People around the world fear the dark. Children are afraid of monsters under the bed, and adults – of monsters in the White House.
But wait, the Womb is a dark place, too, which gives birth to light.
The womb of the Earth provides a dark incubator for seeds in winter, where they gather force and potency until they shoot up in spring.
A mother’s womb provides a dark and warm nest, where new life gathers energy and matures, before its ready to be birthed into light.
A cocoon offers a tight dark chamber for a larva to gather strength
and vitality before being born as a butterfly.
Our hearts beat in a dark environment inside our body, providing a
compass — for those who listen within.
Nature provided us with dark wombs where life, vitality, and
direction can grow… tucked safely away from bright lights.
Are you afraid of the Dark?
It’s easy to feel afraid of the dark being socialized the way we are:
to accept guidance only from that which we can see.
We are so conditioned to rely on sight (which requires light) that we hardly remember that listening, smelling, tasting, and sensing are all more acute in the dark. So are
our intuition and extra-sensory perceptions, which depend on us delving into the
unknown – the dark – in order to draw out jewels…
What does this mean for a child fearing dragons under the bed,
or an adult dreading the future in this uncertain political climate?
A scared child needs only a flash light in the dark. Shining it under the bed will reveal no monster hiding there. For us adults — the way out of the fear trap is a bit more complex.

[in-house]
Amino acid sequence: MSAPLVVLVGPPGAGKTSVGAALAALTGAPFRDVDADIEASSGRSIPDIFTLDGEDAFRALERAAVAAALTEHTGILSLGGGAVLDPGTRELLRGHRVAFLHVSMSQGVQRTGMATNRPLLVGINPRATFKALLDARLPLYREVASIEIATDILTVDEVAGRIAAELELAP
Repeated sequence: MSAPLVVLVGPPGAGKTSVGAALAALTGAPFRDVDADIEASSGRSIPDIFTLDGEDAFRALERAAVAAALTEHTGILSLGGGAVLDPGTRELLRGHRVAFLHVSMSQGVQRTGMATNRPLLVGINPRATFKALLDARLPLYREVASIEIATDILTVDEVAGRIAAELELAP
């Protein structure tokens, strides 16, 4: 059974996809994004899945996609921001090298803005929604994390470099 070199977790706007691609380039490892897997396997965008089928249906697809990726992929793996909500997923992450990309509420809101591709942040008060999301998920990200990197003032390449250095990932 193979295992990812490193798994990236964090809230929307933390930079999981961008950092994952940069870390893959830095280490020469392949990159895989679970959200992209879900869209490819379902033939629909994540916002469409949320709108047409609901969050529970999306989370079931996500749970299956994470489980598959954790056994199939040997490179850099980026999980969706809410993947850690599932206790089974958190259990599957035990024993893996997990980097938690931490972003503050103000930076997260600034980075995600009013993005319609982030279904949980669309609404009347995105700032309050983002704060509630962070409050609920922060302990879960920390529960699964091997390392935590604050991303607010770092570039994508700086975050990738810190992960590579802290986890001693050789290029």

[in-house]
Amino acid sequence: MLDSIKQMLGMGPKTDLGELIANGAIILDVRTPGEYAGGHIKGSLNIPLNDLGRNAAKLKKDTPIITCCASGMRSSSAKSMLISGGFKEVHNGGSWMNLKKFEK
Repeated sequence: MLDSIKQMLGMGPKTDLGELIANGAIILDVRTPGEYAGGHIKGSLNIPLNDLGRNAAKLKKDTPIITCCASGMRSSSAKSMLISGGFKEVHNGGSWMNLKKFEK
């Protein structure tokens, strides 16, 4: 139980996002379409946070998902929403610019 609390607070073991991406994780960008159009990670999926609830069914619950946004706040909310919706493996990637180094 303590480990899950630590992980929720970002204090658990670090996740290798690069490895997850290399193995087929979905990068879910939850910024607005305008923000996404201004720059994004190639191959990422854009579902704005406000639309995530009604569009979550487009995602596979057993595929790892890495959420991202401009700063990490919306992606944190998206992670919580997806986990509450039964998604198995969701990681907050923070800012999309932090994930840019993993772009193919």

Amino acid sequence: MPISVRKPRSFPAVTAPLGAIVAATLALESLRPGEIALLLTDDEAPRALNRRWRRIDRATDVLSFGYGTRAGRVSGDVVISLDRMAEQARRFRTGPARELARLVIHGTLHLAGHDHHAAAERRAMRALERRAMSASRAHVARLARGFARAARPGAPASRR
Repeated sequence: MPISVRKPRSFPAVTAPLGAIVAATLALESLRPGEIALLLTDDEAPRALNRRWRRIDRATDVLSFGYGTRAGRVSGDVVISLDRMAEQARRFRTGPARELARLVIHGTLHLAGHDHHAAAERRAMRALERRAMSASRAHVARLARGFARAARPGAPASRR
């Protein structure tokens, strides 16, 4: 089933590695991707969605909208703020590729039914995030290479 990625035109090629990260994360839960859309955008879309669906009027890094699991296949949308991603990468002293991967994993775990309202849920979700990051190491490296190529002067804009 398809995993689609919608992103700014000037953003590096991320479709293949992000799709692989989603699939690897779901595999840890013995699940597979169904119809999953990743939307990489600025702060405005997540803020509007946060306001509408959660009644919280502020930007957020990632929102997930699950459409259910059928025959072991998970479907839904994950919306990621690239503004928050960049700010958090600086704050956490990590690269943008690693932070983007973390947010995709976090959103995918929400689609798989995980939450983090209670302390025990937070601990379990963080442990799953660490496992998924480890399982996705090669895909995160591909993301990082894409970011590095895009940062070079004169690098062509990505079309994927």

What light can you shine on your fears?
What guidance can you retrieve from the dark?
As adults we are called to use both light and darkness in order to face our fears and move beyond their debilitating grip.
We are asked to actively seek Light in our life and in the world.
To pursue light and to amplify it.
Additionally, we are asked to bravely delve into the darkness where insight, guidance, and new directions are incubating, gathering life force, waiting to be drawn out into our lives.
Winter Solstice is a yearly peek of darkness, in which nature provides us a heightened opportunity for exploring the dark in search for inspiration and hope. We need to do more than seeking, though… We can plant light in the cold, wintery womb of the Earth, nurture it through the freezing season, and tend it when it sprouts in spring.
This Winter Solstice eve I invite you to plant light. Physically and metaphorically:
Dig little holes into the Earth, and place a tea-light in a jar inside each hole.
Dig into your soul and reclaim small areas, one by one, from the grips of fear.
As you light them, name each flame: